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Drugs reference index «Clonazepam»



Pronunciation: (kloe-NAY-ze-pam)Class: Benzodiazepine

Trade Names:Klonopin- Tablets 0.5 mg- Tablets 1 mg- Tablets 2 mg- Tablets, orally disintegrating 0.125 mg- Tablets, orally disintegrating 0.25 mg- Tablets, orally disintegrating 0.5 mg- Tablets, orally disintegrating 1 mg- Tablets, orally disintegrating 2 mg

Apo-Clonazepam (Canada)CO Clonazepam (Canada)Gen-Clonazepam (Canada)PMS-Clonazepam (Canada)ratio-Clonazepam (Canada)Rivotril (Canada)Sandoz Clonazepam (Canada)


Potentiates action of GABA, inhibitory neurotransmitter, resulting in increased neuronal inhibition and CNS depression, especially in limbic system and reticular formation.



Rapidly absorbed. About 90% bioavailable. T max is 1 to 4 h.


About 85% protein bound.


Highly metabolized in the liver; CYP-450, including CYP3A4, may play a major role in oxidation and reduction of clonazepam.


The t ½ is 30 to 40 h. Less than 2% is excreted in urine as unchanged drug.

Indications and Usage

Treatment of Lennox-Gastaut syndrome; management of akinetic and myoclonic seizures and absence seizures unresponsive to succinimides; panic disorders.

Unlabeled Uses

Treatment of restless legs syndrome, parkinsonian dysarthria, acute manic episodes of bipolar affective disorder, multifocal tic disorders and neuralgias; adjunctive therapy for schizophrenia.


Hypersensitivity to benzodiazepines; psychoses; acute narrow-angle glaucoma; significant liver disease; shock; coma; acute alcohol intoxication.

Dosage and Administration

Panic DisorderAdults

PO Start with 0.25 mg twice daily. An increase to the target dose for most patients of 1 mg/day may be made after 3 days. Dose may be increased in increments of 0.125 to 0.25 mg twice daily every 3 days until panic disorder is controlled or side effects make further undesired increases (max, 4 mg/day).

Seizure DisordersAdults Initial dose

PO 1.5 mg/day in 3 divided doses. Increase by 0.5 to 1 mg every 3 days until seizures are adequately controlled (max, 20 mg/day).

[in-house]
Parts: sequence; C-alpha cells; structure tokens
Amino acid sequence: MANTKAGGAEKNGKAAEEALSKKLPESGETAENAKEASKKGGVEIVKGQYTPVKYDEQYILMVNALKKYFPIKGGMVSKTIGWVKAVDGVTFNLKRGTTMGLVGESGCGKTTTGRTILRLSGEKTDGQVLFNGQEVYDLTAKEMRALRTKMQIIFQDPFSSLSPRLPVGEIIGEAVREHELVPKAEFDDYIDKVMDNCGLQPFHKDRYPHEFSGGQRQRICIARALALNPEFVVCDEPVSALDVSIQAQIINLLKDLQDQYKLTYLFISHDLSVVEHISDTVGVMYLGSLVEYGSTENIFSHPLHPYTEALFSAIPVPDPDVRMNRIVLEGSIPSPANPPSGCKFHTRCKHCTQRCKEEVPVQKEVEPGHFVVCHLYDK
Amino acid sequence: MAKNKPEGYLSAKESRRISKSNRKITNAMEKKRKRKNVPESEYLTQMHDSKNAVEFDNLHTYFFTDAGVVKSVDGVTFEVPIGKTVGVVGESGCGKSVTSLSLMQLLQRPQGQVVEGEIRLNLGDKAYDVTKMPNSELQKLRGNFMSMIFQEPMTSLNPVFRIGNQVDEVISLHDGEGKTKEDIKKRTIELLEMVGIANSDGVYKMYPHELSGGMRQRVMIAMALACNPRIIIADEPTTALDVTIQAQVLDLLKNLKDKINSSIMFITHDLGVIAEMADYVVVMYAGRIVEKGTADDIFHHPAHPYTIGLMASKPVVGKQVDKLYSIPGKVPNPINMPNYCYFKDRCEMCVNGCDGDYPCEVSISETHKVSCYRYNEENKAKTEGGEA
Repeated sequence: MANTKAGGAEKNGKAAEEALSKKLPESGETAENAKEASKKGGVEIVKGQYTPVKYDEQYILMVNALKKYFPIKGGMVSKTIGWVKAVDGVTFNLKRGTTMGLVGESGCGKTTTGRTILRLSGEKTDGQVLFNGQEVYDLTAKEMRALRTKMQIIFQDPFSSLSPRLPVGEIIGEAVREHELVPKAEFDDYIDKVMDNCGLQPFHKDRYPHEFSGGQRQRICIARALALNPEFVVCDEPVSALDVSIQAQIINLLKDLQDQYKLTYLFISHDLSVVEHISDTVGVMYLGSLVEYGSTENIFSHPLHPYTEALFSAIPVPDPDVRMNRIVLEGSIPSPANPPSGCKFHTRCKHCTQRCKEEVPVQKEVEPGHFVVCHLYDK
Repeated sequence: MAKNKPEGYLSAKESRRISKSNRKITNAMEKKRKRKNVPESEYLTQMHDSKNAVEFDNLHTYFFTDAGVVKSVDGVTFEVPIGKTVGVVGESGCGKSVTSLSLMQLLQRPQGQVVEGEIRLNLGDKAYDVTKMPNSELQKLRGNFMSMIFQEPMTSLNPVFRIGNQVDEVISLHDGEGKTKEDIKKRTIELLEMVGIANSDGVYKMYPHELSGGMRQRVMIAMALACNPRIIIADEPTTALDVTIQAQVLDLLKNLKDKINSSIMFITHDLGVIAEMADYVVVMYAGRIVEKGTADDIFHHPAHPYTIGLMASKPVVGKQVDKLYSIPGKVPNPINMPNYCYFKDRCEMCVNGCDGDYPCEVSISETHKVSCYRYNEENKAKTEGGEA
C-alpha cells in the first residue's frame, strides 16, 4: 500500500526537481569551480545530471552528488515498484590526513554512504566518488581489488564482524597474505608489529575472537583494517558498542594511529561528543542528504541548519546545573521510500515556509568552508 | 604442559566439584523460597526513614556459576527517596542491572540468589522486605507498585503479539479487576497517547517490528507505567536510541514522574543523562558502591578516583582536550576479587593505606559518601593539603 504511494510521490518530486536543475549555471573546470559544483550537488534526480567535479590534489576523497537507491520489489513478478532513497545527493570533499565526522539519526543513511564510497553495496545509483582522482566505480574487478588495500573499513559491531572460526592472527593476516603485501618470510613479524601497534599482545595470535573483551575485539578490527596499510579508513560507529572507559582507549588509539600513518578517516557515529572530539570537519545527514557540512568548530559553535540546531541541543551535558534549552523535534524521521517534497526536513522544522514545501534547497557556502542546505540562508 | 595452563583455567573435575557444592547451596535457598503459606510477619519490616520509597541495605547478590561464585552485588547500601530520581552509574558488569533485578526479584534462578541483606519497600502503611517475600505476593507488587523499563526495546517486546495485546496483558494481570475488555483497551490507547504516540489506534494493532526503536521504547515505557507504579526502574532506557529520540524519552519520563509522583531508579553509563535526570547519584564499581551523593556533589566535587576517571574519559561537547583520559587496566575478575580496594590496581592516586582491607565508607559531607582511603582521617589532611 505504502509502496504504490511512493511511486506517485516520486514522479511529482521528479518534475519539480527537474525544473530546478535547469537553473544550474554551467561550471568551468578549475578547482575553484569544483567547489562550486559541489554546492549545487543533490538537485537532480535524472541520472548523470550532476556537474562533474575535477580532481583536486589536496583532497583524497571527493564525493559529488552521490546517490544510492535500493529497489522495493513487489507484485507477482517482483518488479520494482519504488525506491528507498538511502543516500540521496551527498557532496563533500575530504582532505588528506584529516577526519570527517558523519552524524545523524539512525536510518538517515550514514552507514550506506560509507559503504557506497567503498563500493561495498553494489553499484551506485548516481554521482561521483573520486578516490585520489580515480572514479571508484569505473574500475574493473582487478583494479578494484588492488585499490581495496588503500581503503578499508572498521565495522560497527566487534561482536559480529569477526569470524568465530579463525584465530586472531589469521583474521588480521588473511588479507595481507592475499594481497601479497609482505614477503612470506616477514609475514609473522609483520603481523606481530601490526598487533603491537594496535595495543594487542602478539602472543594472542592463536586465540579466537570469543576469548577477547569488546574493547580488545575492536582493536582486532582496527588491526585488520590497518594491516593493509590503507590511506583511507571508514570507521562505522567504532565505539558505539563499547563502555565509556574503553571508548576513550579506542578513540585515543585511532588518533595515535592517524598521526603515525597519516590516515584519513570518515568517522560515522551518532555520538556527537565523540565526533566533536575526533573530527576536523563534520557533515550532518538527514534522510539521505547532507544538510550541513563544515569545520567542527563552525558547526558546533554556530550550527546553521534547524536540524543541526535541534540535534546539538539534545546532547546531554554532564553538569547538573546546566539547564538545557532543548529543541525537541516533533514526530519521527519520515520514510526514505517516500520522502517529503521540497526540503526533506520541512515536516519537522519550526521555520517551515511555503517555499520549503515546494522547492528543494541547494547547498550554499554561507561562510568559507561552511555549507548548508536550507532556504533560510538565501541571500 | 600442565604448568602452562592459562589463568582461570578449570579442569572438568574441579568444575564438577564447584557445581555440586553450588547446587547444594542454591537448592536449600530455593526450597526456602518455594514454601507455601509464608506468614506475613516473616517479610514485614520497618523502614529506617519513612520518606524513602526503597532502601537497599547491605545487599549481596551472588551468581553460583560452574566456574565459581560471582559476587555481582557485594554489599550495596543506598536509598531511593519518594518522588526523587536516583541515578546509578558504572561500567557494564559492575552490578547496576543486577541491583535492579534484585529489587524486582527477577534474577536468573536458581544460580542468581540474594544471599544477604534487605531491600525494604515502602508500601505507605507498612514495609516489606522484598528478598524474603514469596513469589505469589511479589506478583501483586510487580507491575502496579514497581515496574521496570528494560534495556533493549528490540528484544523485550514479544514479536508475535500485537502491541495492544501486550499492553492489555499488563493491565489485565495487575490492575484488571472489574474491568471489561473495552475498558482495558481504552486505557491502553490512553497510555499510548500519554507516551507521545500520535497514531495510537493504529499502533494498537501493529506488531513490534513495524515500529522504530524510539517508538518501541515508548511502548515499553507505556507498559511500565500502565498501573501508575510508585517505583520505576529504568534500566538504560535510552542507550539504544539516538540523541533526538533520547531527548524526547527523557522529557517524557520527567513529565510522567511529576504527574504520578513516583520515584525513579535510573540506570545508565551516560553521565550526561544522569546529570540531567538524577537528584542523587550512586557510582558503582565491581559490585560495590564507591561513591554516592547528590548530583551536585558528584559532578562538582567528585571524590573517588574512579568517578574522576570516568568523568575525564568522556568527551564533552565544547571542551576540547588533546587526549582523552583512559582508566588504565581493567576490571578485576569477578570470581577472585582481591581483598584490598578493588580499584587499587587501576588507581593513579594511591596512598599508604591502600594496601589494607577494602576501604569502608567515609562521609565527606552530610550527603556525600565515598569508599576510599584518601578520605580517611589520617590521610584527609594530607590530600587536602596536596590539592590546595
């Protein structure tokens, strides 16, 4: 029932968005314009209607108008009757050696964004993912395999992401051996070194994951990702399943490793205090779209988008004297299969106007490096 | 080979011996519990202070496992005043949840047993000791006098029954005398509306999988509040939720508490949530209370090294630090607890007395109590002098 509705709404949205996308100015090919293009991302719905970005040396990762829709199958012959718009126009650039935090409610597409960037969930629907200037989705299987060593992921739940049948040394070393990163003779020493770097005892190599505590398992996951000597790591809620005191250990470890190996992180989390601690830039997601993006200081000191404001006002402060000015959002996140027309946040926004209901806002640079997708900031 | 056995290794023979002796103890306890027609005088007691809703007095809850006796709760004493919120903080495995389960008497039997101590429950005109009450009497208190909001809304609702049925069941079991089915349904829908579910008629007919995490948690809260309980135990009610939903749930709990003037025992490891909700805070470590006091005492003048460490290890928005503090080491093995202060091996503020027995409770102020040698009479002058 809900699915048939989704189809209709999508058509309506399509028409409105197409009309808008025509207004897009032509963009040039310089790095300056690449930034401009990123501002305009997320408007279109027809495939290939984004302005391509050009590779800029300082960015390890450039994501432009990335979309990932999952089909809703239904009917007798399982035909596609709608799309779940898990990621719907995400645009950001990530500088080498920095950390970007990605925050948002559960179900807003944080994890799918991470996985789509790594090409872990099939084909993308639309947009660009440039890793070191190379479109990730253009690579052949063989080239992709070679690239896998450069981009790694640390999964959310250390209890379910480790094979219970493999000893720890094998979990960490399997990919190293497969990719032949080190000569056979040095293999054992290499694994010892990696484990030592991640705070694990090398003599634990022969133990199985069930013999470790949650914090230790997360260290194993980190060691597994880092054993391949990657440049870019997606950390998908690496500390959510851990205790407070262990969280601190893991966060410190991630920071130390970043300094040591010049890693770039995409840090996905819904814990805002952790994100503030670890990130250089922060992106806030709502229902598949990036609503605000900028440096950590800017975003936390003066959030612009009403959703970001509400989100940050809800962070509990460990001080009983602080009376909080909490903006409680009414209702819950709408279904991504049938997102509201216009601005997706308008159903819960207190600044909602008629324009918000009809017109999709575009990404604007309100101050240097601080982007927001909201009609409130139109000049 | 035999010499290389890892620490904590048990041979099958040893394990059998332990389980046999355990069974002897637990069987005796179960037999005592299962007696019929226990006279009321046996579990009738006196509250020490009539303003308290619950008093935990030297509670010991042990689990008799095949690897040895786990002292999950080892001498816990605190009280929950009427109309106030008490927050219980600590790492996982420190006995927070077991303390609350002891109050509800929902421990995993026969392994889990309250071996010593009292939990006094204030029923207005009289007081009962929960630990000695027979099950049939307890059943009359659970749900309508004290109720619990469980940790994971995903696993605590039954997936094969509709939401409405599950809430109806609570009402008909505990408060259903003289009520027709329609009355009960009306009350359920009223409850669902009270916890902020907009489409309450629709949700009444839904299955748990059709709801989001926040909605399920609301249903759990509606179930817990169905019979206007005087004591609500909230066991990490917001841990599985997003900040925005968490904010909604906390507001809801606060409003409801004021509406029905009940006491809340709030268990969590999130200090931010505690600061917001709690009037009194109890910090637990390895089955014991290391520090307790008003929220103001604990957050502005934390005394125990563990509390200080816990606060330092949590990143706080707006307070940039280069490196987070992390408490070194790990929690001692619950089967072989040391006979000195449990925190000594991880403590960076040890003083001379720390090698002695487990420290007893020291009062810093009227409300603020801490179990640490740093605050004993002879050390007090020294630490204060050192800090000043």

Infants and Children (10 yr of age or younger; 30 kg or less) Initial dose

PO 0.01 to 0.03 mg/kg/day in 2 to 3 divided doses. Increase by 0.25 to 0.5 mg every 3 days until maintenance dose of 0.1 to 0.2 mg/kg has been reached.

General Advice

  • May be administered without regard to meals. Administer with food if GI upset occurs.
  • Tablets
  • Administer prescribed dose with water. Have patient swallow whole. Do not crush, chew, divide, or break tablet.
  • Tablets, orally disintegrating
  • Do not open pouch until immediately before dose is to be administered.
  • Open pouch and peel back foil on blister. Do not push tablet through foil. Immediately upon opening the blister, using dry hands, remove the tablet and place in mouth. Tablet disintegrates rapidly in saliva and may be swallowed with or without water.


Store at controlled room temperature (59° to 86°F).

Drug Interactions

Alcohol and CNS depressants

May cause additive CNS depressant effects.

Carbamazepine, phenytoin, rifampin

May reduce clonazepam serum concentrations, decreasing the clinical effect.

Cimetidine, disulfiram, oral contraceptives

May cause effects of clonazepam to increase, with excessive sedation and impaired psychomotor function.


May increase serum digoxin concentrations.


May antagonize sedative effects.

Laboratory Test Interactions

None well documented.

Adverse Reactions


Seizure disorders

CV collapse; hypotension; phlebitis or thrombosis at IV sites.


Panic disorder

Somnolence (50%); dizziness (12%); abnormal coordination (9%); ataxia, depression (8%); memory disturbance (5%); nervousness, reduced intellectual ability, dysarthria (4%); decreased libido (3%); emotional lability, confusion (2%).

Seizure disorders

Drowsiness (50%); ataxia (30%); confusion; dizziness; lethargy; fatigue; apathy; memory impairment; disorientation; anterograde amnesia; restlessness; headache; slurred speech; aphonia; stupor; coma; euphoria; irritability; vivid dreams; psychomotor retardation; paradoxic reactions (eg, anger, hostility, mania, insomnia, muscle spasms).


Seizure disorders



Panic disorder

Pharyngitis, blurred vision (3%).

Seizure disorders

Visual and auditory disturbances; depressed hearing.


Panic disorder

Constipation (5%); decreased appetite (3%); abdominal pain (2%).

Seizure disorders

Constipation; diarrhea; dry mouth; coated tongue; excessive salivation; nausea; anorexia; vomiting.


Panic disorder

Dysmenorrhea (6% [women]); colpitis (4% [women]); impotence (men); micturition frequency, delayed ejaculation (2% [men]), UTI (2%).

Seizure disorders

Dysuria; enuresis; nocturia; urinary retention.


Seizure disorders

Blood dyscrasias including agranulocytosis; anemia; thrombocytopenia; leukopenia; neutropenia.


Seizure disorders

Hepatic dysfunction, including hepatitis and jaundice; elevated LDH, ALT, AST, and alkaline phosphatase.


Panic disorder